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Travel Nurse Tax Guide

Travel Nurse Tax Guide

Travel Nurse Tax Guide

In this 2018 Travel Nursing Tax Guide we will cover: Travel Nurse Tax Deductions such as Tax-Free Stipends and Reimbursements, Tax Homes, Reasons for Taxable Income and Tips to pay less tax and decrease any chance of an audit. This Travel nurse Tax Guide is only a guide. If there are any unanswered questions please consult a Tax Professional.

If you’d like to read about how Trump’s Tax Cut Affects Travel Healthcare Professionals, click here.

Travel Nurse Tax Deductions

One of the biggest reasons Travel Nurses make more money than staff nurses are Travel Nurse Tax Deductions. The most prominent Travel Nurse Tax Deductions are Tax-Free Stipends for Housing, Meals & Incidentals, Travel Reimbursements and Professional Development Costs. The only condition to qualify for Tax-Free income is that the traveler must be working in a state that is not their tax home.

Travel Nurse Tax Deduction #1: Tax-Free Stipends for Housing, Meals & Incidentals.

In California, Tax-Free Stipends can be as much as $1800 per week for housing in San Francisco and $500 per week for Meals and Incidentals, M&IE.

Travel Nurse Tax Deduction #2: Travel Reimbursements

Make sure you track every travel expense including airfare, gas money and public transportation to and from your travel nursing destination. Make sure to deduct any travel reimbursements from the travel nursing agency. In 2017 the IRS allows for write-offs at the standard mileage rate of 53.5 cents per mile. For a 1,500 mile trip, you can deduct $802.50

Travel Nurse Tax Deduction #3: Professional Expenses

When filing taxes, you can deduct any of the following professional expenses so long as they’re necessary in maintaining/improving your skills required for nursing.

  1. Tuition for courses, books, and supplies of schooling necessary for furthering your nursing career.
  2. If you’re a member of any professional organizations or associations you can write off membership fees or dues.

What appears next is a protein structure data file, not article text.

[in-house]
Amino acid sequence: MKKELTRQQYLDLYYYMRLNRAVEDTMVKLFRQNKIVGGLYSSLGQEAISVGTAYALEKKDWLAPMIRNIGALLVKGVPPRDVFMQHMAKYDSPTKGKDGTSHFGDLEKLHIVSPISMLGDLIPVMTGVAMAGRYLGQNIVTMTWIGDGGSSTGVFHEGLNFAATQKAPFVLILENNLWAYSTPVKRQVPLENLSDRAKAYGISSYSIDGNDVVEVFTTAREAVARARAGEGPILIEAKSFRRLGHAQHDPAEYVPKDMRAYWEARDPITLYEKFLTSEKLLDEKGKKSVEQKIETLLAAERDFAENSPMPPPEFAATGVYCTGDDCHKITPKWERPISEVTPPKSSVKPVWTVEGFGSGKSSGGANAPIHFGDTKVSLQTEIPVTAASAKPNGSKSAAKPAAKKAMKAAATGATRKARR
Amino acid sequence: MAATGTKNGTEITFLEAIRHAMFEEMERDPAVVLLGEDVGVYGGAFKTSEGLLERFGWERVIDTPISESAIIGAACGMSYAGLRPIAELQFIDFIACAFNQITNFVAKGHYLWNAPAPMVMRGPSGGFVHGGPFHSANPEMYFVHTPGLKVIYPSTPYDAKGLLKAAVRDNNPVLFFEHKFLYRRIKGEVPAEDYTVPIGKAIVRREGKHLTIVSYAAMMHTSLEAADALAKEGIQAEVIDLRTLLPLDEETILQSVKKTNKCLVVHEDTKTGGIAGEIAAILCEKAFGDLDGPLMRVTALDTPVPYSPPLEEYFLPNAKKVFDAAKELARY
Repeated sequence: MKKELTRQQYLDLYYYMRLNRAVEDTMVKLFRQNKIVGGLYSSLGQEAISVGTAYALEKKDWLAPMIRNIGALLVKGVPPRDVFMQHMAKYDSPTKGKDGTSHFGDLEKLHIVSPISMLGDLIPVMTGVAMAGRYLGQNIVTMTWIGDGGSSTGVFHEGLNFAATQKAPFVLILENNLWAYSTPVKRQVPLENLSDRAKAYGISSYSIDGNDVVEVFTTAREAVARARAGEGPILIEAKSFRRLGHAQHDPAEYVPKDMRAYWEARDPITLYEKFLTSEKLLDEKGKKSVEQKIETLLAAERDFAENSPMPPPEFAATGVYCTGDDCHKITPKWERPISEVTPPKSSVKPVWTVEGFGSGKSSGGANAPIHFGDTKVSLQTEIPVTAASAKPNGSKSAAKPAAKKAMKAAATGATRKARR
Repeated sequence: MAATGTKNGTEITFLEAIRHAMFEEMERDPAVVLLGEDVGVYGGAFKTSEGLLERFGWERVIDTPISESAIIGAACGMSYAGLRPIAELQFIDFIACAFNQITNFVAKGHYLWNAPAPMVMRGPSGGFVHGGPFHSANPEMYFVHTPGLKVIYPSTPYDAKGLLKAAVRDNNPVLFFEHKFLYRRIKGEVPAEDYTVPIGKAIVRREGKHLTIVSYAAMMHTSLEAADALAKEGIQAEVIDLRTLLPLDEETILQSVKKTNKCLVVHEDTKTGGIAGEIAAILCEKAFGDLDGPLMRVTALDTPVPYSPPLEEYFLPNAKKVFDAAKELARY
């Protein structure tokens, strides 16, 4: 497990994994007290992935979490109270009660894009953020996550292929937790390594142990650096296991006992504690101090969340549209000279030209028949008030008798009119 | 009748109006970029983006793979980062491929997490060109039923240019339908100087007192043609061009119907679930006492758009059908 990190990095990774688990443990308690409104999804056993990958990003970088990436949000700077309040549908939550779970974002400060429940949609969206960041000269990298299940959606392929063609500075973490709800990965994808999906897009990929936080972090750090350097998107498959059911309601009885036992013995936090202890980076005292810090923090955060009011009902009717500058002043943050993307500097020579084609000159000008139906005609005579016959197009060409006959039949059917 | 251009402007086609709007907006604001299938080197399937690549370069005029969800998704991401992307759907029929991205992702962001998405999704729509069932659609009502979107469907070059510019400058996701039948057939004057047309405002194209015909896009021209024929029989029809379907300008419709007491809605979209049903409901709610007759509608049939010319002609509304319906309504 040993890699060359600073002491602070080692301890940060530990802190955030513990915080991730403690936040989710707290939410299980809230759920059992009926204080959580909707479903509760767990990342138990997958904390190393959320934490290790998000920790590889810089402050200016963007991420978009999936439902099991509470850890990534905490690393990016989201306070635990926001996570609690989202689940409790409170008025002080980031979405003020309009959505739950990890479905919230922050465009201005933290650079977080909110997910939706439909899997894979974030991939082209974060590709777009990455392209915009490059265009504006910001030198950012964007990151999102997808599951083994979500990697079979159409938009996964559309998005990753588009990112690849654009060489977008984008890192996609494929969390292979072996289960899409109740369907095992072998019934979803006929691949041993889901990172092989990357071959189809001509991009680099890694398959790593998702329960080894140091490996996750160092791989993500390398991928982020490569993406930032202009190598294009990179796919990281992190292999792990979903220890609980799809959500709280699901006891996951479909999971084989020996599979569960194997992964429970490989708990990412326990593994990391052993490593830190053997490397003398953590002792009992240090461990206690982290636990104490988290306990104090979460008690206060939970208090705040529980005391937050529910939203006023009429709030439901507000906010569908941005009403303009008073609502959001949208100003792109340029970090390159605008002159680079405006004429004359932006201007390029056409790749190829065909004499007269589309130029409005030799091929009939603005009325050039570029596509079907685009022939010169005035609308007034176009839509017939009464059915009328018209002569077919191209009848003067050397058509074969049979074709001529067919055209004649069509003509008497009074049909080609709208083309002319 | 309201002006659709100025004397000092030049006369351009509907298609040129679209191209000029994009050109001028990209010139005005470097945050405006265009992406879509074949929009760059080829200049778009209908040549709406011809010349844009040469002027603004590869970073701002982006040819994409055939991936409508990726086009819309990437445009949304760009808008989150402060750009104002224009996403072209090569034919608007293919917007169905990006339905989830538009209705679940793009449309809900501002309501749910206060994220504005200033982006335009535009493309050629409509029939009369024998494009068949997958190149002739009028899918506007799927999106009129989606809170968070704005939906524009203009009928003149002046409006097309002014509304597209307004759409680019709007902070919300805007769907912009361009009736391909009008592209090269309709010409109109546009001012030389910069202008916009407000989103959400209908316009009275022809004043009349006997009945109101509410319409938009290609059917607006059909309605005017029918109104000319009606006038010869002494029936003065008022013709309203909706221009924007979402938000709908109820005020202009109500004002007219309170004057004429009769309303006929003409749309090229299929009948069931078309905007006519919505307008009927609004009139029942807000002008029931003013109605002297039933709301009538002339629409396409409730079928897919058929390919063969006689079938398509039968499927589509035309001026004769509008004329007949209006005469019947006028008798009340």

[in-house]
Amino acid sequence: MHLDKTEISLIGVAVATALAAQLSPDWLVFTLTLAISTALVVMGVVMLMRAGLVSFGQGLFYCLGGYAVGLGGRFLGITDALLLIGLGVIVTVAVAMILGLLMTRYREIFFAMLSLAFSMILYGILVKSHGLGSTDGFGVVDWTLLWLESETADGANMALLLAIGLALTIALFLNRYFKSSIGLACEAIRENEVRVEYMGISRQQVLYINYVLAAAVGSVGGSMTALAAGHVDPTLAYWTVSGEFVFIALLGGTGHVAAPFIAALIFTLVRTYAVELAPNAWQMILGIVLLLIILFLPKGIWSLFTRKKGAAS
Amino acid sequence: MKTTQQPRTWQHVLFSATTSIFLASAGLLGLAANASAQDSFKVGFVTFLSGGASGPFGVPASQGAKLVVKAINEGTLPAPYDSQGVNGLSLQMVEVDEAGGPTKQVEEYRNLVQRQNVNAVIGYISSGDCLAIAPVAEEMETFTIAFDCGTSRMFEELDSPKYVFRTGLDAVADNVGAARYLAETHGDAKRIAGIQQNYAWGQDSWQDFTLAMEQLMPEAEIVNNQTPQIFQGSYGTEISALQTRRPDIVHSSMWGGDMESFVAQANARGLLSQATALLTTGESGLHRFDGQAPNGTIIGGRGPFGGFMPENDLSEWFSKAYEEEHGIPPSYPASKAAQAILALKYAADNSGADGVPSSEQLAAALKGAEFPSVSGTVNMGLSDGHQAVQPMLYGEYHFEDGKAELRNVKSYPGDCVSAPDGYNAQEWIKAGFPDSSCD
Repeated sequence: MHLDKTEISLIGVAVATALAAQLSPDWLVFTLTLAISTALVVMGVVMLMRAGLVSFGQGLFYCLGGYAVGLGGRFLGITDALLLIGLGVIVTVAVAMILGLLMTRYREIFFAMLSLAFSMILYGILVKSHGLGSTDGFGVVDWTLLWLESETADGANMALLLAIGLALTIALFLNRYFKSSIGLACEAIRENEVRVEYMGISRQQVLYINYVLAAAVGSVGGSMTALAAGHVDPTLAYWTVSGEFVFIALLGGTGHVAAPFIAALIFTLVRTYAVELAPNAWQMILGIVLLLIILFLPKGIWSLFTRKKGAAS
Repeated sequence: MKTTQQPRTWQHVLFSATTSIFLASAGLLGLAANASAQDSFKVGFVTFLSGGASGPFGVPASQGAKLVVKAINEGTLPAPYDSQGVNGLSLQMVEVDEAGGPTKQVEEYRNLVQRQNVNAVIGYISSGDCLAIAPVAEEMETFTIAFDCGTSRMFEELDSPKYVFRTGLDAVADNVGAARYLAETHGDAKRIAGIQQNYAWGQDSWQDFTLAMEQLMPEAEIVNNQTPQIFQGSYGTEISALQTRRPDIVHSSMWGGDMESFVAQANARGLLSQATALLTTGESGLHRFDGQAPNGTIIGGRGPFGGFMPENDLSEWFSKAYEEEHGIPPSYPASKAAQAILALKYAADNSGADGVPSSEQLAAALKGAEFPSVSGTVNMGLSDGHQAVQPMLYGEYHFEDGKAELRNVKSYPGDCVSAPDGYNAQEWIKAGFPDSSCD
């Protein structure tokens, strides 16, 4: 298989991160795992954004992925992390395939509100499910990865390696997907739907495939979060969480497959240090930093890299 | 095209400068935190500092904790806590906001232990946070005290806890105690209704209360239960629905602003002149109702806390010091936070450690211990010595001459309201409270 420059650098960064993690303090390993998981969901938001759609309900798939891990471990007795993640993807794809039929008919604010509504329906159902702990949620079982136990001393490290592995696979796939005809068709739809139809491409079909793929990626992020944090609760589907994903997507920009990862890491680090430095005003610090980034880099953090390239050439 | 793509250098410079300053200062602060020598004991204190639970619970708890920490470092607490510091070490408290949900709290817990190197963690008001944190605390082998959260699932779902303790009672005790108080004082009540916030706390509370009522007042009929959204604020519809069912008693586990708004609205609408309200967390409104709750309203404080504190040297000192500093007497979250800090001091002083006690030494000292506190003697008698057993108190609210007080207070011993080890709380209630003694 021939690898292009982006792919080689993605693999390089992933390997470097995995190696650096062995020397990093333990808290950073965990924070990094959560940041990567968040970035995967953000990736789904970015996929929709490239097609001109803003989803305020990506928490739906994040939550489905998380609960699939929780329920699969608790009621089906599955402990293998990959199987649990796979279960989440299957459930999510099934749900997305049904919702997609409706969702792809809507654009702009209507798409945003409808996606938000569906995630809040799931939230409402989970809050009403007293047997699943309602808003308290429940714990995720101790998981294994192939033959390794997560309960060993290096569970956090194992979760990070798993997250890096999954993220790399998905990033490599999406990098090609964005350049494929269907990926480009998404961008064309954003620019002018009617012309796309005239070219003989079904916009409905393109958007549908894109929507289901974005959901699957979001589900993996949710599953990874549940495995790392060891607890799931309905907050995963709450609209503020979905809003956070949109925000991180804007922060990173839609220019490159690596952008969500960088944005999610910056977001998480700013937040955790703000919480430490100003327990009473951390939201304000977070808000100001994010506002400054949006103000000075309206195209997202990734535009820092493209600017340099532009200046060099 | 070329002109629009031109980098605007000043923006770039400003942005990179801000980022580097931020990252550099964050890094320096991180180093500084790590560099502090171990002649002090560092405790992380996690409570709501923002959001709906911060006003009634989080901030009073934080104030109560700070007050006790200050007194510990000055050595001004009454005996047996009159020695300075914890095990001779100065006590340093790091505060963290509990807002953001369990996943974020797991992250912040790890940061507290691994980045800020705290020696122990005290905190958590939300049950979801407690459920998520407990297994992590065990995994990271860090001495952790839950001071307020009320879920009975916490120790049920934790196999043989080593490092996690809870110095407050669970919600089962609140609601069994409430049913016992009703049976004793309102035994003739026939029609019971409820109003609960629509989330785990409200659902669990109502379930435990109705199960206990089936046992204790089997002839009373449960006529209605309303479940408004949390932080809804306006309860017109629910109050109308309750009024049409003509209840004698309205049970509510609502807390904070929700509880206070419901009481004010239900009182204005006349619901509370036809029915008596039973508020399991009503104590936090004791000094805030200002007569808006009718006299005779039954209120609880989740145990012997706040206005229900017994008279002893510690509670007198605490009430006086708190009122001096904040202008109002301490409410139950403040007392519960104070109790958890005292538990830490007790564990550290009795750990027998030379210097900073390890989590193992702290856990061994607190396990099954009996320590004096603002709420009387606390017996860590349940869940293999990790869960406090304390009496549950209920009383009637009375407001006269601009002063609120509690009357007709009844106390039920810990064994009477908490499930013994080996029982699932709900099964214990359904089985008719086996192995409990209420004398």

3. Malpractice insurance protects you from personal liability for anything that could happen while on the job
  4. Dry cleaning expenses for work clothing

What is a Tax Home and Why do I Need One?

In order to take advantage of the Travel Nurse Tax Deductions listed above, you need to pay for and maintain, a home/apartment in their declared tax home. A permanent residence and a tax home are not necessarily the same thing. A permanent residence must fulfill two of the following three qualifications in order to qualify as a Tax Home.

  1. Does the Traveler have significant income at home?
  2. Does the Traveler have substantial maintenance expenses, like rent or utilities, for their primary residence that are duplicated when on assignment?
  3. Has the individual left their historical place of lodging and work?

Very rarely do travelers work at home, so most travelers fulfill qualifications two and three.

Some keep PRN work at home and are able to satisfy 1 and 3. The IRS requires travel nurses to have a tax home, else they pay taxes on all of their stipends and reimbursements.

Documents that can help prove the validity of a tax home are:

  1. Driver’s License
  2. Car Registration
  3. Voter Registration

When situating your Tax Home Consider that some States have no Income Tax at all.

  1. Alaska
    1. No Income or Sales Tax
    2. Relies on estate, excise and gift taxes
  2. Florida
    1. Higher property Taxes
  3. Nevada
    1. High sales tax 8%
    2. Tax gambling industry
  4. New Hampshire
    1. No sales tax except alcohol
    2. High property tax
  5. South Dakota
    1. Taxes Alcohol and Tobacco
    2. Low sales and Property taxes
  6. Tennessee
    1. High sales and sin tax
  7. Texas